Sunday fare on 12th November is Operation Kid Brother, starring Neil Connery. It’s nothing very special, but the support feature, Trunk To Cairo is much more interesting. Two recently deceased movie stars, Audie Murphy and George Sanders are in the leading roles. The film is an exciting thriller.

The double bill of the fortnight is on Monday 13th November, when Carnal Knowledge and Catch 22 are being shown. The former stars sexy Jack Nicholson and the latter, Orson Welles. A very generous programme this, if not a little exhausting.

Well, my lovelies, that is what’s in store for you during the next couple of weeks at the Bio. Mind you heed what I mentioned earlier. I’ll let you know when things get back to ‘normal’. And I hope that none of you, including Mr Wheelan, think I have been too malicious with my words.

Before I go, thanks for all your letters, some of you are ever so kind. I might take some of you up on your offers too, but I’m rather busy still with the person I spent my recent holiday with. Love you all though.

An Apt Title

Endless Night. Starring Hywel Bennett and Hayley Mills. Directed/Produced by Launder & Gilliat. Based on the novel by Agatha Christie. Cert. ‘AA’ Distributed by British Lion.

Launder and Gilliat, the director-producer team of many successful British films were ill advised. Someone obviously thought of the long success Agatha Christie has had with THE MOUSETRAP must have dug through her novels in hopes of finding a suitable new film subject and they came across ENDLESS NIGHT.

The first twenty minutes are spent establishing the character of Hywel Bennett playing a chauffeur to the rich. He is seen first bidding for an expensive painting and a few moments later donning his working hat – the first ‘surprise’ twist, proving he is merely a working man after all. Soon after he is admiring the landscape somewhere in Southern England and taking photographs there. Enter our heroine, an American girl played by, of all people, Hayley Mills. She attempts an American drawl for a few moments and then gives up the game, going back to her arch accent.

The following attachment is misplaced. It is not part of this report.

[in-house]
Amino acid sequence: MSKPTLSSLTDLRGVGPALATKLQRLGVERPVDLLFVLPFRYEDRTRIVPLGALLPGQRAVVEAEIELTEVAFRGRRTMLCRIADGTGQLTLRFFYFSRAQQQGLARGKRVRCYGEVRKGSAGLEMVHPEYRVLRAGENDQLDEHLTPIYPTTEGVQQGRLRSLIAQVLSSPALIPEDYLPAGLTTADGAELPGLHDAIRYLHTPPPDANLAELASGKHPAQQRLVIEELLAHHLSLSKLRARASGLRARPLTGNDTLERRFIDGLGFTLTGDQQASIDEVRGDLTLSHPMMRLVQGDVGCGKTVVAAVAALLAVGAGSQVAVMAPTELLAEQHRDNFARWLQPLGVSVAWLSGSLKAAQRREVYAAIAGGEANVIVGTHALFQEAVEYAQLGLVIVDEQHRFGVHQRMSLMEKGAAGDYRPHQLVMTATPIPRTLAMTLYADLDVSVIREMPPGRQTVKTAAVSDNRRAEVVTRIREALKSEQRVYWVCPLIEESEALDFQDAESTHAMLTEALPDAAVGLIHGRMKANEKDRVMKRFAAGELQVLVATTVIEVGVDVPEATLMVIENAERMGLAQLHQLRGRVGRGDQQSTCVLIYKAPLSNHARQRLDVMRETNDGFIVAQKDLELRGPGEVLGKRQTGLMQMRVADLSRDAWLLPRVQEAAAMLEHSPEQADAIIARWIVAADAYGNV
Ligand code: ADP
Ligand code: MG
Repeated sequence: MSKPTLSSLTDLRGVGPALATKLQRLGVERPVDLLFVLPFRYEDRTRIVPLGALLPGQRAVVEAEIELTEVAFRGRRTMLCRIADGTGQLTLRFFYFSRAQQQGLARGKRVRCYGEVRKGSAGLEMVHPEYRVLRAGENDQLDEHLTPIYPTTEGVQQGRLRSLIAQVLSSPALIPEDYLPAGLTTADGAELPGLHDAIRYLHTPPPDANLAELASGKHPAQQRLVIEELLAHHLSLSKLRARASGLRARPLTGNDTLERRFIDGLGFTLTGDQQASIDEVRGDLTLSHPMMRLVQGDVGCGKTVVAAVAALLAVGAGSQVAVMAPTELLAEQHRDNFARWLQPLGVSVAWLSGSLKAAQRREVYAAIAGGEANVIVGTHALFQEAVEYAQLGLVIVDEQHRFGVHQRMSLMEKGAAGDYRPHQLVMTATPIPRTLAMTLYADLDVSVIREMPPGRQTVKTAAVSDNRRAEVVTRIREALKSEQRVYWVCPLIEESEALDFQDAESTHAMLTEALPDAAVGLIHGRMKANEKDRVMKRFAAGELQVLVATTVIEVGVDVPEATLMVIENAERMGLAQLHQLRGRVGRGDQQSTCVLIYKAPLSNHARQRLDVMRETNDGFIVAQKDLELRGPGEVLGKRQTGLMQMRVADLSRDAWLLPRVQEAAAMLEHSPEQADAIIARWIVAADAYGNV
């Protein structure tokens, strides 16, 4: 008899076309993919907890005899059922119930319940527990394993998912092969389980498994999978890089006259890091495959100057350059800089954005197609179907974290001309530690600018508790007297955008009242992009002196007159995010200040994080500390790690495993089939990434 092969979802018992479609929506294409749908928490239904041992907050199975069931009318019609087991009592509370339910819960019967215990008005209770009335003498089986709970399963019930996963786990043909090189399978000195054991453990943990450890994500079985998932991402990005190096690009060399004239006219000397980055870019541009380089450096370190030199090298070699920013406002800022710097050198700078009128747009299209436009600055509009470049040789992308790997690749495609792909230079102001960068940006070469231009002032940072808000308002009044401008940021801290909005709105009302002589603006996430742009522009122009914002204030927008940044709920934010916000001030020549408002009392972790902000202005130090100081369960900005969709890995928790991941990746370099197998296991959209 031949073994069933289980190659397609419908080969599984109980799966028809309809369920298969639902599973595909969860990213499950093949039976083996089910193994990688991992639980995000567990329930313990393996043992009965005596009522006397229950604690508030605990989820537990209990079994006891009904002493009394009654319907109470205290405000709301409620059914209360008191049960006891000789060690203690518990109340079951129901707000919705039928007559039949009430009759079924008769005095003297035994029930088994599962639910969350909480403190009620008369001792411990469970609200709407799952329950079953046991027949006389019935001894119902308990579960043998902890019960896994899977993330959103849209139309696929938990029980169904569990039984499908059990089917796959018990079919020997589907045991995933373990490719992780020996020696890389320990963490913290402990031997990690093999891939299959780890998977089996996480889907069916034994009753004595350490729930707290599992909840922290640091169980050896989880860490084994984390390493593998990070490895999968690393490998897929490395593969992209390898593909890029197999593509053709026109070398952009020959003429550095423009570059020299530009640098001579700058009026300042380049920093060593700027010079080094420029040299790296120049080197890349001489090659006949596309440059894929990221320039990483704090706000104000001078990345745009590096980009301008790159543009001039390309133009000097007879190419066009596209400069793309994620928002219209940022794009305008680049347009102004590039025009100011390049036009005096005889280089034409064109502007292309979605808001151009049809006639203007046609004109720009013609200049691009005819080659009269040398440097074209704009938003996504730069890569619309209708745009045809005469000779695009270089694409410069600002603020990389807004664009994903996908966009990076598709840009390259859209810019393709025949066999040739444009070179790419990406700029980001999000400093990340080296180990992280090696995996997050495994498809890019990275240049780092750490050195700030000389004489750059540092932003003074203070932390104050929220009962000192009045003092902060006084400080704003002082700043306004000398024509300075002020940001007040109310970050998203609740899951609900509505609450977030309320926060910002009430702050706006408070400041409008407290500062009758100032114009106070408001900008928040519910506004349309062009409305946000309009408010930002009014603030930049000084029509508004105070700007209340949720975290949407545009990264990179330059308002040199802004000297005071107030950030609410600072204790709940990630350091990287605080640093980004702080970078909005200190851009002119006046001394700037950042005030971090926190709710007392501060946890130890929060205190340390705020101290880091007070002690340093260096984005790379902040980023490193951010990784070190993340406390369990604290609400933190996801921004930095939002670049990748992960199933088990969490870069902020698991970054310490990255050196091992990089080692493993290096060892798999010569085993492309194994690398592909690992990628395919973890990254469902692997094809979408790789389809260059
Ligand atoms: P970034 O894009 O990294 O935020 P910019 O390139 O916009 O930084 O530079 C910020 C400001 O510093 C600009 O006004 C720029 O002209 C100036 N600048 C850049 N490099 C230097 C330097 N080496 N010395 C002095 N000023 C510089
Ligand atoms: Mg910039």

Courtship follows by long distance and soon after our hero and heroine are wed. It is then established that Hayley is one of the richest girls in the world and of course her step mother is much against her marrying a chauffeur. But love overcomes all and they duly move into their dream house built on the site where they first met by a dying Swedish architect. No sooner have they begun to settle down to wedded bliss than Hayley’s former companion-secretary arrives, played prettily but without any talent by Britt Eckland.

The in-laws move into the district and Hayley’s step father is often seen riding a horse in the grounds. Also an old girl keeps appearing from nowhere with mysterious threats about the ground being unlucky. By now an hour has parsed and very little has occurred.

It wouldn’t really be fair to divulge what does occur without giving the plot away, but I can say that Miss Christie has one of her last-minute twists up her sleeve which manages to give an opportunity for some of today’s in-style violence to be shown. Hywel Bennett manages fairly well but Hayley Mills seems a bit stumped by her role, accent and dubbed singing voice. Poor old George Sanders makes a farewell appearance as the family lawyer and Per Oscarson does the best he can with the dying architect. The running time is around 100 minutes but for me it certainly seemed an endless night.